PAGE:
When Matt and Olivia McReynolds met as students at Northern Arizona University more than a decade ago, the Flagstaff population was around 60,000 people. Since then, 10,000 more people have moved here.
“I remember the sticker shock of paying $900 a month for a one-bedroom apartment,” Matt said.
"And you had to sell your Isuzu Trooper, and I had to get a job and work all night,” Olivia quickly added.
They moved away and came back twice because they love the mountains. In 2008, the average rent was $850 a month. Today it’s $1,470.
“I’m an attorney and I make decent money,” Matt said. “And it’s puzzling that despite that, this is what we’re able to afford in Flagstaff.”
“This” is a tiny two-bedroom rental. Sitters on the living room love seat can see almost the entire apartment.
“We are around 500 square feet, and we’re paying over $1,600 a month,” Matt said.
Once a quiet college town in the mountains, Flagstaff has become a bustling city. The state of Arizona wants to increase Northern Arizona University enrollment to 35,000 students by 2025 to make up for budget cuts. The school has already doubled in size over the last decade, and many Flagstaff locals are feeling the growing pains.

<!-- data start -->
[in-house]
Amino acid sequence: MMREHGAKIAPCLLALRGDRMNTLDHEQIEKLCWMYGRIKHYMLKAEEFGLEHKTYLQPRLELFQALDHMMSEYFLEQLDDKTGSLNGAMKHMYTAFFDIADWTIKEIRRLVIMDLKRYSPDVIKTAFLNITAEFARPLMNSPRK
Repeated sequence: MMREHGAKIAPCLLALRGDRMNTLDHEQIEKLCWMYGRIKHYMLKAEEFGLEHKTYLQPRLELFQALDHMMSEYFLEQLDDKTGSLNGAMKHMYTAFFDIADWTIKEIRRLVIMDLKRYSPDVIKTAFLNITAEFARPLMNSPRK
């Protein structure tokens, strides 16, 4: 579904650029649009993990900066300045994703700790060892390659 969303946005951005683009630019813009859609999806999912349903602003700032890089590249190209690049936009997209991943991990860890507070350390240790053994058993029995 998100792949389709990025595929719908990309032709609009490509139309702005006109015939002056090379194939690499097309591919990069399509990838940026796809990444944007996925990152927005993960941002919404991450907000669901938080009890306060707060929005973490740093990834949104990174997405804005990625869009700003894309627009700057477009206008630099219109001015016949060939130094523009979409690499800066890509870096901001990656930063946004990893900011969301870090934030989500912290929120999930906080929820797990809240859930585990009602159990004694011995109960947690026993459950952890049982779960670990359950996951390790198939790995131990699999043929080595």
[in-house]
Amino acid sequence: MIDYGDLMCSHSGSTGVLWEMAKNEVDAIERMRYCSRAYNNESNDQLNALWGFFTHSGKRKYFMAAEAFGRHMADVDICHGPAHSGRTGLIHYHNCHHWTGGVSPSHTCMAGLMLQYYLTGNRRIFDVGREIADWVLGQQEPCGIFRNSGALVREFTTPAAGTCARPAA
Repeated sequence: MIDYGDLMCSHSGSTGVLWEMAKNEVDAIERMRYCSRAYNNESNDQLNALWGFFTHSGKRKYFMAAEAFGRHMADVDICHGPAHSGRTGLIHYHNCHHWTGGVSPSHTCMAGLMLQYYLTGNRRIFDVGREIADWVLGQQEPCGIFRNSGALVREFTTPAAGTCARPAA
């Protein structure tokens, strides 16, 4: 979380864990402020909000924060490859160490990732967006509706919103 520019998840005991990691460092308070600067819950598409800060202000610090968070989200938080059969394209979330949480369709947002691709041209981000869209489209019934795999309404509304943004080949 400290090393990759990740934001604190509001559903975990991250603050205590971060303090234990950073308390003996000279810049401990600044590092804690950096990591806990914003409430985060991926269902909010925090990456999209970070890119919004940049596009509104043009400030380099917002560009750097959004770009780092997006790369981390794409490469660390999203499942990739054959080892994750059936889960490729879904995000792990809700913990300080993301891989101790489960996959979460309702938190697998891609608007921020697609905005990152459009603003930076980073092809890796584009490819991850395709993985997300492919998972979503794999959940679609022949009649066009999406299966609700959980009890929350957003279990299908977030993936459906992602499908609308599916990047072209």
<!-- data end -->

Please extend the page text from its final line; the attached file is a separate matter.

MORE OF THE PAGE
In addition to home prices, locals also gripe about traffic, parking and the threat of losing the quintessential charm that makes Flagstaff unique.
Since the recession, Arizona lawmakers have cut university funding — more than any other state — to close the budget gap.
“Today 10 years on, states are spending $7 billion less on higher education than they were prior to the recession,” said Mike Mitchell, a senior policy analyst at the Center on Budget and Policy Priorities. “If you look at states with the largest cuts in per-student higher education, Arizona is the only state that is above 50 percent at 55.7 percent in state cuts to higher education. The next closest is Louisiana at 40 percent per student.”
Flagstaff Mayor Coral Evans, an alumna of NAU, lives in a home built by her grandfather just three blocks from campus, so she has to deal with students partying at all hours. But she said she couldn’t afford to move if she wanted to.
“Because with the growth of the university came the ridiculous prices for the housing in this city with absolutely no relief,” Evans said.
Some community members have come up with solutions to mitigate the growth, ideas like building a satellite campus, buying more buses and encouraging students to get involved in the community, so they care about it.
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